Re: [PATCH v4 13/14] platform/x86: dell-smbios-wmi: introduce userspace interface
From: Pali RohÃr
Date: Thu Oct 05 2017 - 11:56:27 EST
On Thursday 05 October 2017 17:44:45 Greg KH wrote:
> On Thu, Oct 05, 2017 at 02:22:37PM +0000, Mario.Limonciello@xxxxxxxx wrote:
> > > -----Original Message-----
> > > From: Alan Cox [mailto:gnomes@xxxxxxxxxxxxxxxxxxx]
> > > Sent: Thursday, October 5, 2017 8:59 AM
> > > To: Limonciello, Mario <Mario_Limonciello@xxxxxxxx>
> > > Cc: dvhart@xxxxxxxxxxxxx; Andy Shevchenko <andy.shevchenko@xxxxxxxxx>;
> > > LKML <linux-kernel@xxxxxxxxxxxxxxx>; platform-driver-x86@xxxxxxxxxxxxxxx;
> > > Andy Lutomirski <luto@xxxxxxxxxx>; quasisec@xxxxxxxxxx;
> > > pali.rohar@xxxxxxxxx; rjw@xxxxxxxxxxxxx; mjg59@xxxxxxxxxx; hch@xxxxxx; Greg
> > > KH <greg@xxxxxxxxx>
> > > Subject: Re: [PATCH v4 13/14] platform/x86: dell-smbios-wmi: introduce
> > > userspace interface
> > >
> > > On Wed, 4 Oct 2017 17:48:39 -0500
> > > Mario Limonciello <mario.limonciello@xxxxxxxx> wrote:
> > >
> > > > This userspace character device will be used to perform SMBIOS calls
> > > > from any applications.
> > > >
> > > > It provides an ioctl that will allow passing the 32k WMI calling
> > > > interface buffer between userspace and kernel space.
> > >
> > > What is your security model for firing 32K of random crap at the BIOS ?
> > Adding new class and select methods requires a review with the security
> > team. They will do STRIDE analysis and threat modeling.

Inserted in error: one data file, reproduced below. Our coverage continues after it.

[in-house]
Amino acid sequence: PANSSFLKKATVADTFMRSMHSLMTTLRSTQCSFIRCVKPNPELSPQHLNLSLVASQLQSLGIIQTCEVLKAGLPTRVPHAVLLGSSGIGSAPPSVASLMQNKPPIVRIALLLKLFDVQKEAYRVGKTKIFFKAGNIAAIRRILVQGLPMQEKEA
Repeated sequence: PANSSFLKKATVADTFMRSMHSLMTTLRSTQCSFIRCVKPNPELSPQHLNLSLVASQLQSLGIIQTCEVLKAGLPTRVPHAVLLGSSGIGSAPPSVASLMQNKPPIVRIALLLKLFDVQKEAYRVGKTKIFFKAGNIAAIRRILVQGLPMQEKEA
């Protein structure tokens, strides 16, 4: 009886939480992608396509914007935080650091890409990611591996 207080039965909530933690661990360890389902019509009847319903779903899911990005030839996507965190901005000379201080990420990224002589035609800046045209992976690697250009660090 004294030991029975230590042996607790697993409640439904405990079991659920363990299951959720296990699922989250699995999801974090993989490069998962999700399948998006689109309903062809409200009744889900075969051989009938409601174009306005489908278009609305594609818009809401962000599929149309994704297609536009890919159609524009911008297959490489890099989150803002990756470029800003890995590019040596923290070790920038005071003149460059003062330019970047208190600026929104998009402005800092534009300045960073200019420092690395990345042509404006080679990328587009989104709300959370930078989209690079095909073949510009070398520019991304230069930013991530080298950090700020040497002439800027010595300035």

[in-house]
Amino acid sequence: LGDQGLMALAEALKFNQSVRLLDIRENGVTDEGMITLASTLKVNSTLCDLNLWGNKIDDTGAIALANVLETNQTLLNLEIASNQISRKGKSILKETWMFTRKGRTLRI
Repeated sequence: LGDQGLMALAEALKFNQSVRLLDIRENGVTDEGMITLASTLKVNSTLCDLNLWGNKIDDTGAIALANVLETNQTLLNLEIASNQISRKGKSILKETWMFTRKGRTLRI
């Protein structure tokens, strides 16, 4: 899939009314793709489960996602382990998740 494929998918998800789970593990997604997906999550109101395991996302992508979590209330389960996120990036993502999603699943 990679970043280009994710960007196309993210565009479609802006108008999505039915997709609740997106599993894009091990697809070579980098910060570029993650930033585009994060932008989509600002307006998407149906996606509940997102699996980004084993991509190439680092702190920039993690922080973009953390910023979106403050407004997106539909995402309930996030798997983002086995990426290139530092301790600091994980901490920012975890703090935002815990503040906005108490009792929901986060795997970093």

> > > Do you fuzz test the BIOS interface ?
> > Yes there has been internal fuzz testing classes and selects used in the
> > ACPI interface in the past. I can't comment on how regularly that is done.
> > I do think it's interesting is to use the interface in Linux for further fuzz
> > testing though.
> That should be simple, start firing random data at this memory location
> and see what happens. Can you brick the box? Change the
> manufactured-date? Change the serial number? Normally these types of
> BIOS interfaces allow all sorts of "fun" things like this, which is why
> we have the kernel "own" the interface, to protect yourself from
> breaking the box.
There are also Dell calls to "permanently disable TPM" and similar which
are irreversible. So this can be really a problem.
> > > How do we know that between now and the end of the universe every call is
> > > safe to execute as any random user without upsetting other users on the
> > > same PC ?
> > Any random user shouldn't be executing the ioctl.
> > Only root should be executing any of these calls.
> "only root" isn't the best protection method, you should know better :)
> You are going to have to do some kind of parsing/whitelisting here,
> trust us...
That is also why I in past suggested to create fully transparent
whitelisting filter for all WMI calls. And properly implement particular
filter in kernel...
But that is of course hard as you need to know all details of internal
structures and data which may be sent via userspace. To prevent e.g.
action "permanently disable TPM" in kernel.
> greg k-h